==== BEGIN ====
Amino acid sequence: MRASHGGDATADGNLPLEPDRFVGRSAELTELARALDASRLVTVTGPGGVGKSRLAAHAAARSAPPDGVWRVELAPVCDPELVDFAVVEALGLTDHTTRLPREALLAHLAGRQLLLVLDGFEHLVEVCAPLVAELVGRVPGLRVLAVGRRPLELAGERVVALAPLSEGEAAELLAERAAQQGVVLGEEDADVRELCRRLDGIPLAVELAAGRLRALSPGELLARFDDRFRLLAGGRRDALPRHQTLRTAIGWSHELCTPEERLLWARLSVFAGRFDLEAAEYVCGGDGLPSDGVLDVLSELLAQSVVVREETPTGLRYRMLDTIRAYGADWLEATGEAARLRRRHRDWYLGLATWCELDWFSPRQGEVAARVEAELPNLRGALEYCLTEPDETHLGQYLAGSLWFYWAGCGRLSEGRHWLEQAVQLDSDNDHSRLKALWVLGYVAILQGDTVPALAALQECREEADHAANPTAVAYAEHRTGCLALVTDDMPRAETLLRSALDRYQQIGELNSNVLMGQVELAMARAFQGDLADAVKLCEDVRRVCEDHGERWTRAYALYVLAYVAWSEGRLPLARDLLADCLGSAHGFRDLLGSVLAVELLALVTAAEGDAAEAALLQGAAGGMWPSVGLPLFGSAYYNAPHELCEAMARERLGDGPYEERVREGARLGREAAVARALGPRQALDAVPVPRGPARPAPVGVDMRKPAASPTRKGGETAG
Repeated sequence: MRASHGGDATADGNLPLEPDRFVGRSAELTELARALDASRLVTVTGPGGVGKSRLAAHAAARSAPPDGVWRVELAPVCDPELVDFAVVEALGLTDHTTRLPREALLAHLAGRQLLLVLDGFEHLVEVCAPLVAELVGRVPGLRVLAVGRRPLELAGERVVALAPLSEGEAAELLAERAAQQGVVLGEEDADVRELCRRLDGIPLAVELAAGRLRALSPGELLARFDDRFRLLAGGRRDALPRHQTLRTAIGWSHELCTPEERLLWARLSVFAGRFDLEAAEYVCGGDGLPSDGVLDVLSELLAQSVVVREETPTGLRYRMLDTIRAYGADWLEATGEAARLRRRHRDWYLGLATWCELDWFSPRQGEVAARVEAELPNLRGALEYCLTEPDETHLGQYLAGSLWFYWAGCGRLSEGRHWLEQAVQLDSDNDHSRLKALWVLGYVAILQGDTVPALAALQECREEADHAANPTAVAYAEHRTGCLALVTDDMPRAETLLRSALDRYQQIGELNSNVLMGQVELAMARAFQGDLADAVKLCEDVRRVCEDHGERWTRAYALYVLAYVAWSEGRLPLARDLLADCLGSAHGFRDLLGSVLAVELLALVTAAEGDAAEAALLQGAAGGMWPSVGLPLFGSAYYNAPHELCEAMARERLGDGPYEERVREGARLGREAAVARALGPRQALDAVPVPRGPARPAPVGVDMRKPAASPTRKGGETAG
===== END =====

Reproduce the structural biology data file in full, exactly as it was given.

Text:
Amino acid sequence: MRASHGGDATADGNLPLEPDRFVGRSAELTELARALDASRLVTVTGPGGVGKSRLAAHAAARSAPPDGVWRVELAPVCDPELVDFAVVEALGLTDHTTRLPREALLAHLAGRQLLLVLDGFEHLVEVCAPLVAELVGRVPGLRVLAVGRRPLELAGERVVALAPLSEGEAAELLAERAAQQGVVLGEEDADVRELCRRLDGIPLAVELAAGRLRALSPGELLARFDDRFRLLAGGRRDALPRHQTLRTAIGWSHELCTPEERLLWARLSVFAGRFDLEAAEYVCGGDGLPSDGVLDVLSELLAQSVVVREETPTGLRYRMLDTIRAYGADWLEATGEAARLRRRHRDWYLGLATWCELDWFSPRQGEVAARVEAELPNLRGALEYCLTEPDETHLGQYLAGSLWFYWAGCGRLSEGRHWLEQAVQLDSDNDHSRLKALWVLGYVAILQGDTVPALAALQECREEADHAANPTAVAYAEHRTGCLALVTDDMPRAETLLRSALDRYQQIGELNSNVLMGQVELAMARAFQGDLADAVKLCEDVRRVCEDHGERWTRAYALYVLAYVAWSEGRLPLARDLLADCLGSAHGFRDLLGSVLAVELLALVTAAEGDAAEAALLQGAAGGMWPSVGLPLFGSAYYNAPHELCEAMARERLGDGPYEERVREGARLGREAAVARALGPRQALDAVPVPRGPARPAPVGVDMRKPAASPTRKGGETAG
Repeated sequence: MRASHGGDATADGNLPLEPDRFVGRSAELTELARALDASRLVTVTGPGGVGKSRLAAHAAARSAPPDGVWRVELAPVCDPELVDFAVVEALGLTDHTTRLPREALLAHLAGRQLLLVLDGFEHLVEVCAPLVAELVGRVPGLRVLAVGRRPLELAGERVVALAPLSEGEAAELLAERAAQQGVVLGEEDADVRELCRRLDGIPLAVELAAGRLRALSPGELLARFDDRFRLLAGGRRDALPRHQTLRTAIGWSHELCTPEERLLWARLSVFAGRFDLEAAEYVCGGDGLPSDGVLDVLSELLAQSVVVREETPTGLRYRMLDTIRAYGADWLEATGEAARLRRRHRDWYLGLATWCELDWFSPRQGEVAARVEAELPNLRGALEYCLTEPDETHLGQYLAGSLWFYWAGCGRLSEGRHWLEQAVQLDSDNDHSRLKALWVLGYVAILQGDTVPALAALQECREEADHAANPTAVAYAEHRTGCLALVTDDMPRAETLLRSALDRYQQIGELNSNVLMGQVELAMARAFQGDLADAVKLCEDVRRVCEDHGERWTRAYALYVLAYVAWSEGRLPLARDLLADCLGSAHGFRDLLGSVLAVELLALVTAAEGDAAEAALLQGAAGGMWPSVGLPLFGSAYYNAPHELCEAMARERLGDGPYEERVREGARLGREAAVARALGPRQALDAVPVPRGPARPAPVGVDMRKPAASPTRKGGETAG